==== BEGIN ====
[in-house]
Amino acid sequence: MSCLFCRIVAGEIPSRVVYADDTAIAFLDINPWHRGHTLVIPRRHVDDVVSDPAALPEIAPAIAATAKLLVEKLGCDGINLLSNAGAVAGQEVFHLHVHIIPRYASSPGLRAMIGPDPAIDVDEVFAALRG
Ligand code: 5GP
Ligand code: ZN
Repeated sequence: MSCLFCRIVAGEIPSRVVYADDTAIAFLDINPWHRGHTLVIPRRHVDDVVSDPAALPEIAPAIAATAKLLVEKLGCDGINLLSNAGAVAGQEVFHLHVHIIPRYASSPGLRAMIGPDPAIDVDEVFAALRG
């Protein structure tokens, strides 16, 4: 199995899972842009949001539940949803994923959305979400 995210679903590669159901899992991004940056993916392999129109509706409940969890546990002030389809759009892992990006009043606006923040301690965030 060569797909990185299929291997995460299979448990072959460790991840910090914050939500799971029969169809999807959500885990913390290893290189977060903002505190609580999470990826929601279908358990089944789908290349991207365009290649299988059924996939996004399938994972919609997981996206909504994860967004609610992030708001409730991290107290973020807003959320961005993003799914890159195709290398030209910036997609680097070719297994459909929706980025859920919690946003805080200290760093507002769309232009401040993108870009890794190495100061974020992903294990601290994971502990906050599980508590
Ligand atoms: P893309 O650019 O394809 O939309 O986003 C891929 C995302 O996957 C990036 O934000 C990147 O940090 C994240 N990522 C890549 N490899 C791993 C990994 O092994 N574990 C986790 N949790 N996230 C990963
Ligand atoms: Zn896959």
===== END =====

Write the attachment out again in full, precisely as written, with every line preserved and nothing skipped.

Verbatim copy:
[in-house]
Amino acid sequence: MSCLFCRIVAGEIPSRVVYADDTAIAFLDINPWHRGHTLVIPRRHVDDVVSDPAALPEIAPAIAATAKLLVEKLGCDGINLLSNAGAVAGQEVFHLHVHIIPRYASSPGLRAMIGPDPAIDVDEVFAALRG
Ligand code: 5GP
Ligand code: ZN
Repeated sequence: MSCLFCRIVAGEIPSRVVYADDTAIAFLDINPWHRGHTLVIPRRHVDDVVSDPAALPEIAPAIAATAKLLVEKLGCDGINLLSNAGAVAGQEVFHLHVHIIPRYASSPGLRAMIGPDPAIDVDEVFAALRG
């Protein structure tokens, strides 16, 4: 199995899972842009949001539940949803994923959305979400 995210679903590669159901899992991004940056993916392999129109509706409940969890546990002030389809759009892992990006009043606006923040301690965030 060569797909990185299929291997995460299979448990072959460790991840910090914050939500799971029969169809999807959500885990913390290893290189977060903002505190609580999470990826929601279908358990089944789908290349991207365009290649299988059924996939996004399938994972919609997981996206909504994860967004609610992030708001409730991290107290973020807003959320961005993003799914890159195709290398030209910036997609680097070719297994459909929706980025859920919690946003805080200290760093507002769309232009401040993108870009890794190495100061974020992903294990601290994971502990906050599980508590
Ligand atoms: P893309 O650019 O394809 O939309 O986003 C891929 C995302 O996957 C990036 O934000 C990147 O940090 C994240 N990522 C890549 N490899 C791993 C990994 O092994 N574990 C986790 N949790 N996230 C990963
Ligand atoms: Zn896959």